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The new home construction market is strong. In fact, we haven’t seen this much home building interest in years – dating back to before the 2008 economic crisis. With interest rates at an all-time low, people fleeing urban areas in search of open spaces, and a limited real estate market for existing homes, Davis Frame has seen a 50% + growth in the number of inquiries for our timber frame homes as well as systems-built homes.

While we are seeing a surge of inquiries from prospective homeowners across the U.S., interest in homes in New England is especially high. Every year a large percentage of our usual clientele is primary and secondary vacation homeowners from the tri-states of New Hampshire, Vermont, and Maine. But this year, I believe the pandemic has attracted even more interest in our rural New England towns due to low COVID cases, a slower pace of life, and more space. These New England tri-states have weathered the pandemic storm and are in the top 10 states with the least amount of COVID cases per capita. It’s hard to say why our cases have been so low, but it could be because of the low population density and limited international travelers given no big international airport hubs like Logan or JFK airports. In fact, data shows the most cases in the tri-states are in the more urban areas; thankfully there are more rural towns than there are big cities.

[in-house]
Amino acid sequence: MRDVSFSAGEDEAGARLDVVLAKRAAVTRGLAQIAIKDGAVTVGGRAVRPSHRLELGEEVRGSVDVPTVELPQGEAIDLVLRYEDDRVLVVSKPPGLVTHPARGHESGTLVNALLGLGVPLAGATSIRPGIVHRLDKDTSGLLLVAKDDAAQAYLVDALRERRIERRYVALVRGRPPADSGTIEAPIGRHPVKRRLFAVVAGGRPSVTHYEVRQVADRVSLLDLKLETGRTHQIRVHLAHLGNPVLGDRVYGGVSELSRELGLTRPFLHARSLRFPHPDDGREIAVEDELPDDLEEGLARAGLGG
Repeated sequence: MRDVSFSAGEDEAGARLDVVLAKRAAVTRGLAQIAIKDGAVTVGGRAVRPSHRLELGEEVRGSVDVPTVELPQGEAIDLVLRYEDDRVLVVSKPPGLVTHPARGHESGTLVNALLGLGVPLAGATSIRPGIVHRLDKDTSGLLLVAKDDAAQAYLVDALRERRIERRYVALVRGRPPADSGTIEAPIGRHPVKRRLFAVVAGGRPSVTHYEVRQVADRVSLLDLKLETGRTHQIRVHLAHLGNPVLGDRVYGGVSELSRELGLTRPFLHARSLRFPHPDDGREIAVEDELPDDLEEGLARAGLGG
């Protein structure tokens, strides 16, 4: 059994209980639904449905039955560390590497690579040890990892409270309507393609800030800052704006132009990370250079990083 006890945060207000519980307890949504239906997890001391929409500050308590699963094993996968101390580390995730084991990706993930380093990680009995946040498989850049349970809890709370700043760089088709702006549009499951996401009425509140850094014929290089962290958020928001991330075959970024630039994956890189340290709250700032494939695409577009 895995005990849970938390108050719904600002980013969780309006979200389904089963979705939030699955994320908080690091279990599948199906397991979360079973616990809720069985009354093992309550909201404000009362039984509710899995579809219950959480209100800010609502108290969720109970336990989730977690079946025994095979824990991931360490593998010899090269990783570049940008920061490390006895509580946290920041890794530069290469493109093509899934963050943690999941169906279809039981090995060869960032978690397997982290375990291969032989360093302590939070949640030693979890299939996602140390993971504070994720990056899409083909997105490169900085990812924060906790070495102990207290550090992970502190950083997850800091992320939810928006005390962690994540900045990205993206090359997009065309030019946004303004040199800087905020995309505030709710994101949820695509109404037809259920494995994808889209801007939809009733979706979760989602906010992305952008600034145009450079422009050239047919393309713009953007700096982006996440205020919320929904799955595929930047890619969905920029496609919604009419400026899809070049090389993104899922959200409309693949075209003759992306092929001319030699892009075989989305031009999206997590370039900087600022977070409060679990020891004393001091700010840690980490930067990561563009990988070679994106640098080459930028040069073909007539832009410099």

Trading City Life for Country Life

Dash Landing Farmhouse

Dash Landing Model by Whitten Architects. House package supplied by Davis Frame.